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made in London

Postcard of Barometer.
© National Museums Scotland


This Kew Pattern barometer was made in London around 1900. It is housed in a black-painted cast iron exterior tube, which is attached halfway down to gimbals and a wall mounting. This allows it to swing freely with the motion of the ship. The mercury levels can be seen through the glass at the top of the instrument, where there is a precise scale to enable accurate readings of pressure.

The signature, which is up one side of the scale on the instrument reads: 'M.O. [Meteorological Office] 891 ADIE. LONDON.' Patrick Adie (1821-86) was one of the main suppliers of barometers to the Meteorological Office: after his death, his firm continued in this business up until World War II.

The main problem with the barometer at sea was oscillation of the mercury in the glass tube, caused by the motion of the ship. In rough seas, the weight of the mercury could break the glass. The Kew Committee of the British Association developed a marine barometer at the Kew Observatory in 1855. The tube was constricted for most of its length, and incorporated a Bunten airtrap below the narrow part. This prevented air destroying the vacuum.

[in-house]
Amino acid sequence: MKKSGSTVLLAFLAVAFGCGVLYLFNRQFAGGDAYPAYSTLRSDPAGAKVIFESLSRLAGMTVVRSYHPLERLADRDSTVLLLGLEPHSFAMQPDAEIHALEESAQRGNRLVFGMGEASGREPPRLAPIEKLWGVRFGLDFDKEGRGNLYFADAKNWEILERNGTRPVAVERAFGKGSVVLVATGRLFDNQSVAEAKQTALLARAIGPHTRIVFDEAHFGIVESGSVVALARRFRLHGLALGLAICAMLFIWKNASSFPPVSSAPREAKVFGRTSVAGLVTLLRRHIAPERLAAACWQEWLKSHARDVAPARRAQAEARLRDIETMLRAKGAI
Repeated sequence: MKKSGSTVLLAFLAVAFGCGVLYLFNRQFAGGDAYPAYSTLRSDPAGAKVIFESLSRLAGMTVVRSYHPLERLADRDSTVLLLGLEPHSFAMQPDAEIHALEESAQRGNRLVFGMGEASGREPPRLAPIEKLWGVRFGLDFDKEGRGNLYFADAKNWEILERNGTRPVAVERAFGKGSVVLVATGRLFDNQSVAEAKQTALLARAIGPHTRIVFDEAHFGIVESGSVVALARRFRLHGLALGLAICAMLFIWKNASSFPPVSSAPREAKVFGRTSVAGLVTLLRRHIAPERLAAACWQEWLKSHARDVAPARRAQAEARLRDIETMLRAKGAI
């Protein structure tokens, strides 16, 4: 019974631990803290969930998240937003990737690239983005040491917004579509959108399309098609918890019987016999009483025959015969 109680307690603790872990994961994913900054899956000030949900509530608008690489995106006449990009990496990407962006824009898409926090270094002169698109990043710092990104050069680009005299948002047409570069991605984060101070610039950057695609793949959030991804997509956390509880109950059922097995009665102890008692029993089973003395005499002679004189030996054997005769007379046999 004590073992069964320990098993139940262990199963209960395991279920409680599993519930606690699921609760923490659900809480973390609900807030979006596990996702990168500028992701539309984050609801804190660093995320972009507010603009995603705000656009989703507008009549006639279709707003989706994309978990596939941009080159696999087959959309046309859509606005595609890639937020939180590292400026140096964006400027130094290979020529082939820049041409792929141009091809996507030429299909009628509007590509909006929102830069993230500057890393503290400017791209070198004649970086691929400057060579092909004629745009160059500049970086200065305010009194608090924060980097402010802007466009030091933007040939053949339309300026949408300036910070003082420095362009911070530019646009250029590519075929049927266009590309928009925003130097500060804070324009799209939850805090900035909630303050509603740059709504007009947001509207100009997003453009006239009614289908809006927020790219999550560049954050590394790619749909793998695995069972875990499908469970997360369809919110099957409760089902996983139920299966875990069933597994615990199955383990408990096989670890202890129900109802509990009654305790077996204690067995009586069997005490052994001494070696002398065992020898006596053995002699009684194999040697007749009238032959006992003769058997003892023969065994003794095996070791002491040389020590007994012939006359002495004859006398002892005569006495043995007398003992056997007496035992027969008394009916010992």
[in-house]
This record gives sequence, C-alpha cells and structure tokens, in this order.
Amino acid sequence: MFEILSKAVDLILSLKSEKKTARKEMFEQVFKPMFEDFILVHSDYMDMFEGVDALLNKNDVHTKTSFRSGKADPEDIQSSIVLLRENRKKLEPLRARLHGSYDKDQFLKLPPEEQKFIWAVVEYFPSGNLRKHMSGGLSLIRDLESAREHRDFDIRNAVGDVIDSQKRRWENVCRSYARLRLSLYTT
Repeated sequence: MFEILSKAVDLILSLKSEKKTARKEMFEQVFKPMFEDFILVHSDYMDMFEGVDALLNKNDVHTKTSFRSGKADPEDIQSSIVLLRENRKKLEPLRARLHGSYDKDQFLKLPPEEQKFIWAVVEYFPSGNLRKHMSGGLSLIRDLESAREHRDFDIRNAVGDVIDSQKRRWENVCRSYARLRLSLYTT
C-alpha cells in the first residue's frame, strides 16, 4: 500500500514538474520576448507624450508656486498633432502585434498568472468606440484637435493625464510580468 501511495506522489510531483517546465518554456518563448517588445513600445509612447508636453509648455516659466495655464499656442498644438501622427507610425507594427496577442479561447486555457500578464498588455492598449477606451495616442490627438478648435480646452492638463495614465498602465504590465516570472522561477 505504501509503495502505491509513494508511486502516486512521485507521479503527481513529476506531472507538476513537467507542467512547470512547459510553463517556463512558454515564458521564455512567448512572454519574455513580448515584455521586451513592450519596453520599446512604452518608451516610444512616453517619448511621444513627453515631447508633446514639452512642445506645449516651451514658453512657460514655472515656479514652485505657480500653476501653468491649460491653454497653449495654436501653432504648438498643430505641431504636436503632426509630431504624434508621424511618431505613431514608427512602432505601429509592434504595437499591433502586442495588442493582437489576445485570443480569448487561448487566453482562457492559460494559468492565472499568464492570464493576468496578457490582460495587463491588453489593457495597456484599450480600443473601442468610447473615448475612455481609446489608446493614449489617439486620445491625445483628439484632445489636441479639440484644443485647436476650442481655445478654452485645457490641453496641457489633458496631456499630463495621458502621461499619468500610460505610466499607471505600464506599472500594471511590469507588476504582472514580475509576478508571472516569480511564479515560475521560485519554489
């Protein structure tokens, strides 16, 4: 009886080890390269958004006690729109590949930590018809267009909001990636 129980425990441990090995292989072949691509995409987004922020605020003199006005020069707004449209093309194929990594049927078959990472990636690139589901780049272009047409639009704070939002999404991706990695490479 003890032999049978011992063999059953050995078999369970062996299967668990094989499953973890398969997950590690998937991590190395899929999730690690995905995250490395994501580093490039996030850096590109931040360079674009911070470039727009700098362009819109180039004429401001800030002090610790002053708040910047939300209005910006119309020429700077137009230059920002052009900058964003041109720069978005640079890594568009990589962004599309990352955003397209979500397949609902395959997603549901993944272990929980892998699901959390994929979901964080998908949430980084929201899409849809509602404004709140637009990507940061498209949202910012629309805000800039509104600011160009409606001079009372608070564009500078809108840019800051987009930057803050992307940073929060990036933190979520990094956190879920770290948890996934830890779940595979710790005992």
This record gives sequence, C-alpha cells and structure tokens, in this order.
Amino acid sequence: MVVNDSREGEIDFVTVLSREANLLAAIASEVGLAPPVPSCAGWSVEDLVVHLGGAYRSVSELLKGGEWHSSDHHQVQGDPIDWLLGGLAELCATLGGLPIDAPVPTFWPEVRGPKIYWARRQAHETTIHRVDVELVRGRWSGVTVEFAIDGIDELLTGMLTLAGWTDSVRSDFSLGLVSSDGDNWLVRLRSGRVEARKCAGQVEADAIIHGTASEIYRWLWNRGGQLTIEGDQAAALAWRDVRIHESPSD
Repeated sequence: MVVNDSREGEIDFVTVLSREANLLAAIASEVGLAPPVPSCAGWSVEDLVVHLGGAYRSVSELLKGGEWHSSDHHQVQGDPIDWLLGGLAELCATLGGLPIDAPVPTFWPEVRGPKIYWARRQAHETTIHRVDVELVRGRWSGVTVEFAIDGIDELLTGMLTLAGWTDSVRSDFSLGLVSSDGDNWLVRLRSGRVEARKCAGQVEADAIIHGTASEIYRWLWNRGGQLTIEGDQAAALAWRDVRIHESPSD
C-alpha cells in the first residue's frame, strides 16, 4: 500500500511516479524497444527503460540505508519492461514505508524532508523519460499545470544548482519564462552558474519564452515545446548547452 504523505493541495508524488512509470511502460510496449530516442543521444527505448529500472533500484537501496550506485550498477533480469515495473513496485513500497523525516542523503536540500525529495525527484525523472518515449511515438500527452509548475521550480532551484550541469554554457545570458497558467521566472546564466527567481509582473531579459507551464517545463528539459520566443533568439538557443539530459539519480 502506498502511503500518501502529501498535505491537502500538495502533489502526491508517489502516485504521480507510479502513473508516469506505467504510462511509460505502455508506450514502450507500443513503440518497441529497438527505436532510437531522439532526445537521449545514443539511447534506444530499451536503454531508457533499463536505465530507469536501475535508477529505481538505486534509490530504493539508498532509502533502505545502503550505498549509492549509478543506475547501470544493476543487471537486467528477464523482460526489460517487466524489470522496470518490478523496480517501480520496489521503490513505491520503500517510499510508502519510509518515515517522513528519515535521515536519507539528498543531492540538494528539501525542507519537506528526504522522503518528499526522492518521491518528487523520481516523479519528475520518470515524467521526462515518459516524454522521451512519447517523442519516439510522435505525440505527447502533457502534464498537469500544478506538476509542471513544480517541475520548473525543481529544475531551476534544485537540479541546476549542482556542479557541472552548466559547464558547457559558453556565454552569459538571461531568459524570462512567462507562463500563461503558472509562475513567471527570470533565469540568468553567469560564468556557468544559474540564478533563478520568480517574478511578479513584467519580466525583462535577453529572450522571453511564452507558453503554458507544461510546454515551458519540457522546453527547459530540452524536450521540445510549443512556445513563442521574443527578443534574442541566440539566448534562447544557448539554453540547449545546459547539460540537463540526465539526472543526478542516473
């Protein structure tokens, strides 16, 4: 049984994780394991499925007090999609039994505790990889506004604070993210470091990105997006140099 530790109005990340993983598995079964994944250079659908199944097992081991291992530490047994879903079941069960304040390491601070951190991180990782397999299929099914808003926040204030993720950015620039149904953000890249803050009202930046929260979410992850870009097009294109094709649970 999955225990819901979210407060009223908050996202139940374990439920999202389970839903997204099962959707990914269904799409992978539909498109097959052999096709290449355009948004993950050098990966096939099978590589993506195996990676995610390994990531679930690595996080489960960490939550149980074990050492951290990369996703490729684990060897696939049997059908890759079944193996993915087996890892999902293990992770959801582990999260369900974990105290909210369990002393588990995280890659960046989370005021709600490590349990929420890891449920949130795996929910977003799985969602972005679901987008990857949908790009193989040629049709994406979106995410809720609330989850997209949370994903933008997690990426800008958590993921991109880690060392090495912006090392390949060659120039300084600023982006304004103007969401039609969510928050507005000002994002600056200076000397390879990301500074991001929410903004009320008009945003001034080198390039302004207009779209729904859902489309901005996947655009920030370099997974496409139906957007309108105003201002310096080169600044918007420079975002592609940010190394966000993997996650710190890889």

Record details

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Online ID: 000-180-000-960-C
Image Rights Holder: National Museums Scotland
Project: 0504: National Museums Scotland Part 2
Project description | View all records in project
Ref: National Museums Scotland  
Date: Around 1900
  • For Patrick Adie see Clarke, T.N., A.D. Morrison-Low and A.D.C. Simpson. Brass & Glass: Scientific Instrument Making Workshops in Scotland. Edinburgh, 1989, pp 75-82. 
  • Middleton, W.E.K. The History of the Barometer. Baltimore, 1964, pp 165-6. 
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